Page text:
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An Hour in Pre-Production Saves Two in Post

An hour in pre-production saves two in post. Are you prepared?
An hour in pre-production saves two in post. Are you prepared? Photo courtesy of Unsplash by Mario Calvo

This article is on the importance of pre-production for video editing projects.

“An hour in pre-production saves two in post,” is one of my favorite sayings.

Whether you are editing or shooting and editing (and producing, directing, etc.), this post is for you. Spending time planning, scripting, brainstorming and storyboarding will significantly decrease the time you spend in post production.

I have been on the winning and losing side of being prepared and not being prepared. Below are some strategies I use in pre-production to save time in post production along with some victories and mistakes I’ve made. These example will highlight the importance of pre-production.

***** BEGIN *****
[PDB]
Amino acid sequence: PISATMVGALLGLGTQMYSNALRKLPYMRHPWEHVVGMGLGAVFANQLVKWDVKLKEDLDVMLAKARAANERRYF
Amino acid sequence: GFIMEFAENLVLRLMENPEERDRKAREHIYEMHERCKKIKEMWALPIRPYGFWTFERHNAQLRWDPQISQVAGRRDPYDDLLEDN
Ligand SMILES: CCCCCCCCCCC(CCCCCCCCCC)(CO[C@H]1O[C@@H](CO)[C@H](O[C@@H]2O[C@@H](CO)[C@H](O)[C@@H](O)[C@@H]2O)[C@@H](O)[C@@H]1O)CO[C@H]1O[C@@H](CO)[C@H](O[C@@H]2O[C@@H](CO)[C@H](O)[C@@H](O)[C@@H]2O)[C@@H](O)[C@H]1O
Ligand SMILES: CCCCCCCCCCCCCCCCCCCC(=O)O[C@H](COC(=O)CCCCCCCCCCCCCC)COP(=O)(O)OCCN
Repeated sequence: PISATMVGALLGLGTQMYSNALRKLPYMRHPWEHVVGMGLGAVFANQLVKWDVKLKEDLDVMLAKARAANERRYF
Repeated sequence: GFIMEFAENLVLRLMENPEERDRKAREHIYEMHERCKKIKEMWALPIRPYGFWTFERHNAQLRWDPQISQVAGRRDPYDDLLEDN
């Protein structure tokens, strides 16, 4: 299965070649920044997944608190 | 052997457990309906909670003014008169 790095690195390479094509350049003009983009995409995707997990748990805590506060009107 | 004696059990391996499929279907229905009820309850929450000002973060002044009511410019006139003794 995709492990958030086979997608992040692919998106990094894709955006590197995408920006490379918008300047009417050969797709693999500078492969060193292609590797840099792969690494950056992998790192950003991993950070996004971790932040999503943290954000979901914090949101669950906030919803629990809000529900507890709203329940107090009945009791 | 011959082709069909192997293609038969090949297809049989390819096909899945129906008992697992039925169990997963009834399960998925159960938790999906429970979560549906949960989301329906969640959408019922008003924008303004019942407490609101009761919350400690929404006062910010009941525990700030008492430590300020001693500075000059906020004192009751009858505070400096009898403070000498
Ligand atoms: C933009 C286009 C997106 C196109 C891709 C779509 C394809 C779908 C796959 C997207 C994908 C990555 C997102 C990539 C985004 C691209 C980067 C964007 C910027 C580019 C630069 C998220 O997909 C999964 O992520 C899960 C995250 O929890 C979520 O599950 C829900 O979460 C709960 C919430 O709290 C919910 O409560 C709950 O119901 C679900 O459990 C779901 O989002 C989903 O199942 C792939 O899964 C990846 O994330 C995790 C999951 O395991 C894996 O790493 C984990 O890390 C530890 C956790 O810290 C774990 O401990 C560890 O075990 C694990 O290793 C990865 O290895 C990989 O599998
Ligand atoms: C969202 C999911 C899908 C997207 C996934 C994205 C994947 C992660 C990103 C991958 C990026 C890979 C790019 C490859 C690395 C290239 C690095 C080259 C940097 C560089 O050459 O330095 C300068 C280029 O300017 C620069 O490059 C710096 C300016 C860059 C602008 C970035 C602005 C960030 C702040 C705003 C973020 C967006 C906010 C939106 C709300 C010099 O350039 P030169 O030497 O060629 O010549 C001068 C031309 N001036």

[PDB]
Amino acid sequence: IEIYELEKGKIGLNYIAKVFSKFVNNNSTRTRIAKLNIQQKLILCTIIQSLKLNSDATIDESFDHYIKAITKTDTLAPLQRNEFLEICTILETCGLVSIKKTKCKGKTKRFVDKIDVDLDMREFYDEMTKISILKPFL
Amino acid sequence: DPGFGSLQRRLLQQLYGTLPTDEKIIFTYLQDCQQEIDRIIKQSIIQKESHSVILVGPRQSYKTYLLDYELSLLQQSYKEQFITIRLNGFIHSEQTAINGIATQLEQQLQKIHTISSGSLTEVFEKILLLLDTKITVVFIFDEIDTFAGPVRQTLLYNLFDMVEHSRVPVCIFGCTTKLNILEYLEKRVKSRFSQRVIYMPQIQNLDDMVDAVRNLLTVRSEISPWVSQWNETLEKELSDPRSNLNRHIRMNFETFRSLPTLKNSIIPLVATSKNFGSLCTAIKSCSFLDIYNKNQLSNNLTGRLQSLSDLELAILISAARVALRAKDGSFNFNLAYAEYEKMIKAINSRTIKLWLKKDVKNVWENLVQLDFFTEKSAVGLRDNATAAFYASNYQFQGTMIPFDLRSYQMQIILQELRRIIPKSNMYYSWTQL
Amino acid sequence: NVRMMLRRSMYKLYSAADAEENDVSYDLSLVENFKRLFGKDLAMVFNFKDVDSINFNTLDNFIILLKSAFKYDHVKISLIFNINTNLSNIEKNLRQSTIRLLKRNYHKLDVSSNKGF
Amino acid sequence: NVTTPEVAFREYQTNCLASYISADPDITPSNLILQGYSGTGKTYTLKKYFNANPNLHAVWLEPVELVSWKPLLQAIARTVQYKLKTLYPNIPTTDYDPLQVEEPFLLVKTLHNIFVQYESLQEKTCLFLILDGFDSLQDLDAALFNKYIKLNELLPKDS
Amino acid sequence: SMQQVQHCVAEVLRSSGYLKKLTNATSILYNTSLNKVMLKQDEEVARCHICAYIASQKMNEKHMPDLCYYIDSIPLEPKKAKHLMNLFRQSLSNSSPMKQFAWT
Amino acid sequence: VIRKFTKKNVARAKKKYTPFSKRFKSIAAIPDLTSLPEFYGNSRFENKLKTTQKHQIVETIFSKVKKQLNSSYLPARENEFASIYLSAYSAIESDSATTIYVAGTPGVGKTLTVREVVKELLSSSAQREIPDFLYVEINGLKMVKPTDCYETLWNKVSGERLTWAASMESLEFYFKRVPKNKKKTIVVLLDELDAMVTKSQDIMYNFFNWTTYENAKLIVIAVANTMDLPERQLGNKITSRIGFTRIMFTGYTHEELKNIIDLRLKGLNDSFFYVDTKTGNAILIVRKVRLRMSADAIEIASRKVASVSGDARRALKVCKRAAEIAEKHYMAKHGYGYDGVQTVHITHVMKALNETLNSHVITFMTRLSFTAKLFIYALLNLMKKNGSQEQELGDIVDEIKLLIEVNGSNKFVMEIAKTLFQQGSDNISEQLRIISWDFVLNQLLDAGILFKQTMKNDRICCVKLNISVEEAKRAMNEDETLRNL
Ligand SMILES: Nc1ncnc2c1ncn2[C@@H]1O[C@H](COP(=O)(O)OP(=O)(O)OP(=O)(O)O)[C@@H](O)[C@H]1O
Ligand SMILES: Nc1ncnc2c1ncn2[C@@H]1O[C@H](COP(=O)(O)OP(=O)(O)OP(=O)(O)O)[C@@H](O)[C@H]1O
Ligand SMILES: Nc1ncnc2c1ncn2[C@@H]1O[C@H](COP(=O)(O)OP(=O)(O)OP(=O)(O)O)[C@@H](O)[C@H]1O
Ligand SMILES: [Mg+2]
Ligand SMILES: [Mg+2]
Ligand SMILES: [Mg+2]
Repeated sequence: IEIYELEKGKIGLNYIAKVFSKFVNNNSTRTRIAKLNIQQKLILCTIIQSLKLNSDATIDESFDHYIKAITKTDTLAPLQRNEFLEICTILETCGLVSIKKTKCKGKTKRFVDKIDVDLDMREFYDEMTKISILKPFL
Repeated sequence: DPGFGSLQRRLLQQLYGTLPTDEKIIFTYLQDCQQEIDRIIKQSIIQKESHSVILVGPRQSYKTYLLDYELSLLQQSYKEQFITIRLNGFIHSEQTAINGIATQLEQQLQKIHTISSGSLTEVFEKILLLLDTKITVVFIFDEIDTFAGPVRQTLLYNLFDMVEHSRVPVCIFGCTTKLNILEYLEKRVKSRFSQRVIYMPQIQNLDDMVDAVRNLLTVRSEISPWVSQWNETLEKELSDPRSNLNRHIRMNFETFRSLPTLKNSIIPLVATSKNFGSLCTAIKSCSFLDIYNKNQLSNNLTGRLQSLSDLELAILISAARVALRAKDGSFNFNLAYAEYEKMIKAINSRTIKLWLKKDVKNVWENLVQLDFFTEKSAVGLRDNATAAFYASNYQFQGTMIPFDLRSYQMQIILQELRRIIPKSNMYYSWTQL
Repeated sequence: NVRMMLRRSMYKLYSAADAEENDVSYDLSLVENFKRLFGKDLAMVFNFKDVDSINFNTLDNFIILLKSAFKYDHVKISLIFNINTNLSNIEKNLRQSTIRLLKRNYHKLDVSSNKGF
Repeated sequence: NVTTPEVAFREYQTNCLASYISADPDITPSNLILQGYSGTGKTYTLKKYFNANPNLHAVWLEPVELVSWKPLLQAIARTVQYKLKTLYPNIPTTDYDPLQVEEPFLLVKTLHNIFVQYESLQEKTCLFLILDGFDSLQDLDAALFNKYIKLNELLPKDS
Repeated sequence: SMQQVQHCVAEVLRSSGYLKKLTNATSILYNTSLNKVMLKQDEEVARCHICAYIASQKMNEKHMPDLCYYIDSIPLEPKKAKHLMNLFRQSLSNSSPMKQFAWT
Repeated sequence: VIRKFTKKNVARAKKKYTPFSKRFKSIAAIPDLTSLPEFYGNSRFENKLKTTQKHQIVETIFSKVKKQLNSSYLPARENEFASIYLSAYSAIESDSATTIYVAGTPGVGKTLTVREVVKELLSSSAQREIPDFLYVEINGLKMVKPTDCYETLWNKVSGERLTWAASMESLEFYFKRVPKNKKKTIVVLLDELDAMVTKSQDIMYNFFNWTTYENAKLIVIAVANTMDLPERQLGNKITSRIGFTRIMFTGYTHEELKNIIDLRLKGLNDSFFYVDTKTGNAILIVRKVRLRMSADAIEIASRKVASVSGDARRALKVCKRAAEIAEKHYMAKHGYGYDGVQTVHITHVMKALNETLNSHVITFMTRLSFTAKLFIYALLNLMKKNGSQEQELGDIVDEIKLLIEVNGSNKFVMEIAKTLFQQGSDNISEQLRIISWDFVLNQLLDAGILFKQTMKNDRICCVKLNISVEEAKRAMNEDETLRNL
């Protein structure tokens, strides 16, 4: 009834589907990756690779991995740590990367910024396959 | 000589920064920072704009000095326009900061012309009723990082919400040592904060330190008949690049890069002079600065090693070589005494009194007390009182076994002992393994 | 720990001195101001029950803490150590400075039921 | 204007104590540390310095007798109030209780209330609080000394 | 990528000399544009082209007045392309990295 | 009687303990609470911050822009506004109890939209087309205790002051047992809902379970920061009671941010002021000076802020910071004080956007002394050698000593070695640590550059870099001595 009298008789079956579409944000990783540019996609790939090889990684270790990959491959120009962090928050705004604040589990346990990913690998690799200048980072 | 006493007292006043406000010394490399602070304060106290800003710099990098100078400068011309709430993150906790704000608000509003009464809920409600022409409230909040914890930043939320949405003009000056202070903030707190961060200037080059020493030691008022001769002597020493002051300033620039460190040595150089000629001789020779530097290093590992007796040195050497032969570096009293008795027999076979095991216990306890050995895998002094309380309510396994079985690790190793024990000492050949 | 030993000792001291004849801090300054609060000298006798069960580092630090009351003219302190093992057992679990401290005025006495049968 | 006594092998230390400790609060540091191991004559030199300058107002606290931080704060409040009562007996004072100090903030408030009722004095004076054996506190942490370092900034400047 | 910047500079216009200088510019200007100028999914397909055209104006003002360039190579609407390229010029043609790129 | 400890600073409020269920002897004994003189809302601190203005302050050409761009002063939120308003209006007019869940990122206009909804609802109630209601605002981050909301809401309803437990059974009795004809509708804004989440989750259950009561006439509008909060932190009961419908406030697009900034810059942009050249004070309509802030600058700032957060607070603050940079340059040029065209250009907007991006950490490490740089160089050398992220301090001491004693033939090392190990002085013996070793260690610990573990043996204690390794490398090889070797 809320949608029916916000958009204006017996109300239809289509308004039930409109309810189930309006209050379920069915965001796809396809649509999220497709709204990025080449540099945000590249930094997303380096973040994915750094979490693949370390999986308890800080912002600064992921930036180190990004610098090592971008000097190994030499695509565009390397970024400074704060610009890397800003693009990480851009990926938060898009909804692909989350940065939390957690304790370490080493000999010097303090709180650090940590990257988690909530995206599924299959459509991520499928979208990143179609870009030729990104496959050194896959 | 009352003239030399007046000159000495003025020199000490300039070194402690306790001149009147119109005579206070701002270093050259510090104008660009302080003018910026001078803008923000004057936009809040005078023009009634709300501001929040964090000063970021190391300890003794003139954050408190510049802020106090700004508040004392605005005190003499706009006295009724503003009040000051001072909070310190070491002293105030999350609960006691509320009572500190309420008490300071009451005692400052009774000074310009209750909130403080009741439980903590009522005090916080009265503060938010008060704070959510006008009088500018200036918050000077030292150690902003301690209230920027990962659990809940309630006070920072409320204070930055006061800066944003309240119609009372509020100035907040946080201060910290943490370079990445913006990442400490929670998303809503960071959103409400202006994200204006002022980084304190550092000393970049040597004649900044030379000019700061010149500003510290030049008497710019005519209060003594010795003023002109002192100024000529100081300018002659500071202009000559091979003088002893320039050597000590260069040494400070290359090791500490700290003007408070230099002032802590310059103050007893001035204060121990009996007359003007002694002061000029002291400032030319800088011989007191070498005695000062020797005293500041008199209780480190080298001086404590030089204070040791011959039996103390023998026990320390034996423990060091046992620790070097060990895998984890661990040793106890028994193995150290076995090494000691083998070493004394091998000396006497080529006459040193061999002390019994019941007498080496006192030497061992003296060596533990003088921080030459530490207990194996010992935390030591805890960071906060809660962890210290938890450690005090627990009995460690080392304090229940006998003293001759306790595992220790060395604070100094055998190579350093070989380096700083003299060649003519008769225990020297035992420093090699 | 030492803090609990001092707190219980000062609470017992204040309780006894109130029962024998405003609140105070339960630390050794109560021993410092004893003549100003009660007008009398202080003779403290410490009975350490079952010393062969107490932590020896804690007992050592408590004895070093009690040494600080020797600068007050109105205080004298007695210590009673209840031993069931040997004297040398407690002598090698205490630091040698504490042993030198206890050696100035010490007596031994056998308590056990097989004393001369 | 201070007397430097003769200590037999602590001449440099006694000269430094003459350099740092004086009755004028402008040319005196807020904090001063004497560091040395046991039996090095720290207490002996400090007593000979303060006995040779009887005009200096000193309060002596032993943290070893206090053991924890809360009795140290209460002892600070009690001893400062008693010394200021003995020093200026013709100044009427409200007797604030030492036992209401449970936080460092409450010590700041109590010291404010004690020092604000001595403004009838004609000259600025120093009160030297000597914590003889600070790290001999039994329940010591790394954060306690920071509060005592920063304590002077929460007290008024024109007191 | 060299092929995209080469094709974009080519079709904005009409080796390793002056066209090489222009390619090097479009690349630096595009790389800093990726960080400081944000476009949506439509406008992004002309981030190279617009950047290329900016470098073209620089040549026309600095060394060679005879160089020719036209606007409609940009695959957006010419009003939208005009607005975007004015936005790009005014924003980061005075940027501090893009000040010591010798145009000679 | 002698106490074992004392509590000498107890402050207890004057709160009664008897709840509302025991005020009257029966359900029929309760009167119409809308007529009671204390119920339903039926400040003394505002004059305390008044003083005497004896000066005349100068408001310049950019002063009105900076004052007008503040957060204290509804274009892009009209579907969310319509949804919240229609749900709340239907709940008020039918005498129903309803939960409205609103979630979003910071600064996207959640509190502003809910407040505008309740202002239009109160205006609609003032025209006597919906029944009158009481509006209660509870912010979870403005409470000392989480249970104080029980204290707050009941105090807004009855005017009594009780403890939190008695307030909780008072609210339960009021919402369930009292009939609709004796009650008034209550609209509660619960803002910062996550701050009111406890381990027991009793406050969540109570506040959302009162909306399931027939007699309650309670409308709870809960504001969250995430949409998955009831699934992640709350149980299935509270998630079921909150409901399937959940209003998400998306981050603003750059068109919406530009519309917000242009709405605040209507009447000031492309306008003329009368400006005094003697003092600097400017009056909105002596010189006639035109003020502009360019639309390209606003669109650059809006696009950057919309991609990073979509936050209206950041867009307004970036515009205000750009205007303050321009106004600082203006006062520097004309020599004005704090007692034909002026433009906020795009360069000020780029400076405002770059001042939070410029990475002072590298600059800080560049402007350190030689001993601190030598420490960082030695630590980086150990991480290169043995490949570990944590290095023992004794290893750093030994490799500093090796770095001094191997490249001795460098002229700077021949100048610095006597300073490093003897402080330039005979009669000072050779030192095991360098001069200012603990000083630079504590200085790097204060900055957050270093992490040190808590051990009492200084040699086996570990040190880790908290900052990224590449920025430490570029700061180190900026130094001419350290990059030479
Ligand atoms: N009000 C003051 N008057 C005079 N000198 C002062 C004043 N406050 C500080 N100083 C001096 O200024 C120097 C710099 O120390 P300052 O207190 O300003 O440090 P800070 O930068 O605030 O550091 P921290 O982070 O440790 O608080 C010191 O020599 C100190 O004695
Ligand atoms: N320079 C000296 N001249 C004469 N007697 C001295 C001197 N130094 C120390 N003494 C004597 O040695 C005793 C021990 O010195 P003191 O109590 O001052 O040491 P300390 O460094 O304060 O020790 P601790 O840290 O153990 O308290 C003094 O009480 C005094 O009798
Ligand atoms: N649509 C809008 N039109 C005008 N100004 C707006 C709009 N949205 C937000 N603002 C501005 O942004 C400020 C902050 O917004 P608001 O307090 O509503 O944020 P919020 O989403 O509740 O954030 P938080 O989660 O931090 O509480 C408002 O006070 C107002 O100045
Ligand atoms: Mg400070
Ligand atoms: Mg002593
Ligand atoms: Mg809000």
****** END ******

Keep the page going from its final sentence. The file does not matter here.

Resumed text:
Pre-Production Site Surveys

Whenever possible do a site survey. Canvass the area that’s going to be shot. As far as production goes, check for access to outlets, sunny windows and those typical production-related items. For you the editor, speak up if you have concerns. Is the busy road going to cause you trouble in post? If so, can you move that shot further away? Is there a logo of some sort that’s going to be in the background that you’ll have to blur out? Change the shot or at least you’re prepared in post and won’t be swearing at the videographer.